What is eating healthy? Many might tell you that it is the elaborate and intense termination of the enjoyment of delicious foods like cake and pizza. Others might tell you to go on rigorous diets. However, in order to eat healthy, you do not have to take such drastic measures. It is crucial that your body receives the appropriate amounts of nutrients and calories. Eating healthy and having a healthy lifestyle matters.
What is a healthy diet?
When food is processed, all of its original fibers, vitamins, and minerals are taken away from it and replaced with preservatives. Hence, when we say healthy food, we mean that your diet should consist of foods that are closest to their original form. Rather than thinking of what you can take away from your diet, think of what you can add to make it healthier: nuts for heart-healthy monounsaturated fatty acids or raspberries for their fiber and antioxidants. Remember that food is not the enemy.
You want to have a plant-based eating pattern. Studies show that people who follow this pattern have significantly lower risks of chronic diseases. A study published in August 2019 in the Journal of the American Heart Association found that people who follow plant-based eating patterns have a 16 percent lower risk of developing heart disease. This could be due to the incorporation of more heart-healthy fibers and nutrients like potassium, while limiting intake of saturated fat and cholesterol.
Researchers defined a healthy diet as one that focuses on eating whole grains, vegetables, fruits, nuts, and fish. Contrarily, a higher intake of red or processed meats increased the risk of early death by twofold.
Why begin a healthy diet?
- Can prevent disease
The top leading cause of death in the US is assuredly related to chronic disease, which comes with having an unhealthy lifestyle. There is a significant correlation between heart disease, cancer, and diabetes, according to the Centers for Disease Control and Prevention (CDC), and smoking, poor nutrition, lack of exercise, and excessive alcohol use. In other words, stopping these habits could prevent you from many diseases now and in the future.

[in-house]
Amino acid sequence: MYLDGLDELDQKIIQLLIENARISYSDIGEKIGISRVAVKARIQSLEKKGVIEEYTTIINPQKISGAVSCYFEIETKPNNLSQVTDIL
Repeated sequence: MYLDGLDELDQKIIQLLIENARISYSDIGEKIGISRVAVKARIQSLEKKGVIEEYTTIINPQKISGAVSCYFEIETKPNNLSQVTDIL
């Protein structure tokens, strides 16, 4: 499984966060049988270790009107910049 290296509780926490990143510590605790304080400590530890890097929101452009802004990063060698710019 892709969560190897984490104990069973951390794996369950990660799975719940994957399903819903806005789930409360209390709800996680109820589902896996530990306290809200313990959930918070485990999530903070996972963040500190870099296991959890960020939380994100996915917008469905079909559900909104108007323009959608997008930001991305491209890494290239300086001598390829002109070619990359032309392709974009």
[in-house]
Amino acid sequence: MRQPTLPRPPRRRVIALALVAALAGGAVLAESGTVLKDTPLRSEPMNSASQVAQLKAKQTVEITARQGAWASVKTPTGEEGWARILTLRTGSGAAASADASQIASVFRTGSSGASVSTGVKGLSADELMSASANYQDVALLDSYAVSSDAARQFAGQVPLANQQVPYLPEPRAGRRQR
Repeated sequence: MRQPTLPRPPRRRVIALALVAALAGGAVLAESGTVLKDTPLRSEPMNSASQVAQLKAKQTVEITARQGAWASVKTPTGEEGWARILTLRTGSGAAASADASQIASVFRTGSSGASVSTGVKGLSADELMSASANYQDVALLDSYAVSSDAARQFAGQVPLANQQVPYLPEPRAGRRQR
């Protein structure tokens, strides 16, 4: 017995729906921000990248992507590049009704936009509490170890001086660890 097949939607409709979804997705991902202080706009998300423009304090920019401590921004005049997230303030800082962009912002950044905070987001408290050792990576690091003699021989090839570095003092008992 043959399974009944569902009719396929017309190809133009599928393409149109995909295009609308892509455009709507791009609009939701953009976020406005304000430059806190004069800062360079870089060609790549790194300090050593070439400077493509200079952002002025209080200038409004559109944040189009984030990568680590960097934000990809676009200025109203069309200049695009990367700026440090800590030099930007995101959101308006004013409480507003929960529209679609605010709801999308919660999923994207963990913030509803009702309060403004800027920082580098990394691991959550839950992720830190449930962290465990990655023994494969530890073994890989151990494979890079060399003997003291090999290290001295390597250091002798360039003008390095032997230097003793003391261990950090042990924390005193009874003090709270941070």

- Food Choices Affect Your Mental Health
Research has shown that your food choices not only affect your physical state but your mental health as well. A review published in July 2016 in Clinical Nutrition Research reported that a diet rich in vitamins and minerals is associated with a lower risk of mental health disorders such as anxiety, depression, and attention-deficit/hyperactivity disorder (ADHD).
- Eat a Healthy Diet, and You May Lose Weight
One of the primary causes of being overweight and obesity is upholding an unhealthy diet. Fortunately, if you follow a high- quality diet in which you pay attention to portion sizes, you will be much closer to reaching a healthy weight. According to the Mayo Clinic, eating mindfully is incredibly important. Hence, stop eating when you’re full and don’t eat too fast or for emotional reasons.
Why Strive for a Healthy Lifestyle?
Samantha Heller, RD, a senior clinical nutritionist at NYU Langone Health in New York City, says ” that over time, when you make healthy decisions about food, you are at a lower risk for cardiovascular disease, certain cancers, type 2 diabetes, obesity, and even anxiety and depression. You will have more energy, feel better, and may even be in a better mood on a daily basis.” Consequently, having a healthier lifestyle will save you money in the future. How? You won’t have to pay for the treatments/ surgery/ etc. of any disease should it occur. Your health insurance will also be significantly reduced. A review published in June 2017 in the American Journal of Clinical Nutrition, a healthy diet was found to decrease the risk of early death from any cause by 56 percent.
Some Healthy Foods to Try:
- Fruits Berries, bananas, citrus, mango, kiwi, apples, melons
- Vegetables Leafy greens like kale, arugula, and collard greens; peppers; carrots; sweet potatoes; mushroom; squash
- Legumes Beans, lentils, dried peas, hummus
- Whole grains Brown rice, wild rice, whole-grain bread, quinoa, amaranth, millet, bulgur
- Nuts and seeds Almonds, pistachios, cashews, walnuts, chia seeds, flaxseeds, hemp, sunflower, pumpkin seeds
Some Safe Diets to Consider:
- the Mediterranean diet
- the DASH diet
- the MIND diet (a combination of DASH and Mediterranean that’s focused on brain-friendly foods to help prevent Alzheimer’s disease)
- a vegetarian diet (if you choose to avoid meat)